There are so many things we anxiously avoid because we do not really want to know. We do not want to know the answers to our questions, so we do not ask, we do not search, we do not try. When we do search, we many times find that what we were fearing is not real. Other times, we find that our fears are well-founded and then the job is to overcome the fear by facing it. Either way, we must move toward the stress, toward the details, toward that which evokes anxiety. We must figure it out, see it, examine it, admire it, accept it.
As we become adults, most of us gain the ability to have self-awareness – being able to look at ourselves from the outside, the equivalent of seeing ourselves from another’s perspective. And many of us know that when you do this sort of self-analysis ad infinitum, you can get lost inside yourself. This is partly because when you are doing your own self-analysis, you don’t need the perspective of others. It causes a serious drag on our processing, though, and it fatigues us from over-thinking (also called anxiety).
There is effort, then, put into trying to “live in the moment”. When our brains are the most occupied (in a good way), it is when we are in the moment and also outside of the moment at the same time. This is when we are fully present and engaged with what we are doing and doing just enough self-analysis to correct our behavior. Most of us aren’t able to maintain that balance for extended periods. We tend to be either too self-analytical or too impulsive, not giving any thought to our actions. Here’s to finding balance.
In order to love and accept our life and those around us as they are, we must learn to grieve what we thought they would be. Without doing that, we will always love our ideals more than we love the actual thing. This does not mean we have to stop wishing for things, for hope is a good thing. In fact, if we do not do this sort of grieving, we will not be able to hope. We will only have depression – the kind that follows when we do not get what we thought we should have. Everyone goes through this kind of disillusionment – mostly in our adulthood (there is a normal developmental idealism that carries us through our youth). Our marriages, our careers and our lives in general undergo this disillusionment and it is totally normal! Maturity is the consistent “surrendering” of our ideals to attempt to love what is, rather than what we hoped would be. Again, the hope is good. Our demands for what we hope are what are dangerous.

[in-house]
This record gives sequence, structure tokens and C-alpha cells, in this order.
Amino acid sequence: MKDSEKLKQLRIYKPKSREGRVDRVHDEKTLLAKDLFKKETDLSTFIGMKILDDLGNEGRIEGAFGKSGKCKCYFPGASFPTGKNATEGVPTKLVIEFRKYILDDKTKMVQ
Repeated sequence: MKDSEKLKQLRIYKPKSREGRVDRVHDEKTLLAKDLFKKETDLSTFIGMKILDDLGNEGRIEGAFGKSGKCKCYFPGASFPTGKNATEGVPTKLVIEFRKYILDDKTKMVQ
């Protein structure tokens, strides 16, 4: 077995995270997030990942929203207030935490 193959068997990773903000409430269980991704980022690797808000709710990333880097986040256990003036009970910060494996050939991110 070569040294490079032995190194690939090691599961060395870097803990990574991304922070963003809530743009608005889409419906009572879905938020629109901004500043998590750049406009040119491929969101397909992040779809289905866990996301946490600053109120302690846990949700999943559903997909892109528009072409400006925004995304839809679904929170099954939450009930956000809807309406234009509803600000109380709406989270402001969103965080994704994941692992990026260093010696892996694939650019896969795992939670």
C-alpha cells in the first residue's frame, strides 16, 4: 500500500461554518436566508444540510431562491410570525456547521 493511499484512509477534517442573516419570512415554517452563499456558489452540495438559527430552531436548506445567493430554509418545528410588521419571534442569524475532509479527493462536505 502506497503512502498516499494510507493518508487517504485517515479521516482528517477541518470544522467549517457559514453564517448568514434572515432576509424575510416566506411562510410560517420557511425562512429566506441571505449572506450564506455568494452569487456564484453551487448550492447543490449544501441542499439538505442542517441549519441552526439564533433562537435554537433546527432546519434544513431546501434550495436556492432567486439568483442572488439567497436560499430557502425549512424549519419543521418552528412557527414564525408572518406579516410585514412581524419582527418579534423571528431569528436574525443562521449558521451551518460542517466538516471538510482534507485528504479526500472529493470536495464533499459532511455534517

In order to truly love someone else, you must surrender your rigid beliefs about what you yourself “should be”. Most of us travel around with these inner archetypes by which we judge ourselves and others lovable or unlovable. As long as you are holding onto yours and hoping that you measure up, you will also use it to deem others valuable or not. Our deepest fear and dilemma is that we do not even measure up to our own created archetypes. The gift is to know that although we do not measure up, the measure is not needed. We do not even need to judge ourselves. We are valuable only because we belong and we are loved.
Think of your deepest pain or fear. Those are the places we tend to think God cannot go, for if we let him go there, we would be healed. God is most fully real and himself in the worst parts of our lives, but letting go at the point when you feel the most fear and pain is difficult. Oddly enough, we prefer to hold onto our fear and pain because they keep us in control. Trusting at those points is like letting go when the source of your pain and fear is just before you; you tend to tighten your grip to protect yourself. This makes sense, but just like many profound truths, the solution is the opposite and counterintuitive. You must let go at that very point when you feel most threatened. That is when your healing will become sublime and you will reach new heights. That is also when the same old fear and pain will not keep weighing you down. Worth it!
How profound the thought that God, within himself, is relationship. He is greater than the sum of his parts. He is not Father, Son, or Holy Spirit. He is all and the interactions which occur between. He is always moving and his character is tied up in the ongoing dance. As well, we ourselves can never cease being in relationship. Just try to live apart from others. Even saying you are going to become “independent” is a relational position.
Remember, too, that what you see before you is all system. Even what appear to be objects at rest are formed by atoms and molecules spinning within themselves and forever colliding with one another. Nothing is static. Everything is involved in the dance. Those who appear different than you are there to offer you a chance for balance and growth. Being self-contained and self-sufficient is overrated (let alone impossible). What you perceive as your “self” is not real apart from the relationships which have formed you. Your “ideas” are formed from ideas which have been shared with you before. Your beliefs, values and emotions are all formed in relationship, too. Once you have accepted this, you will start to see the real reality and you will start to see yourself as you are: a system intermingled with others, never static, always moving. It is amazing.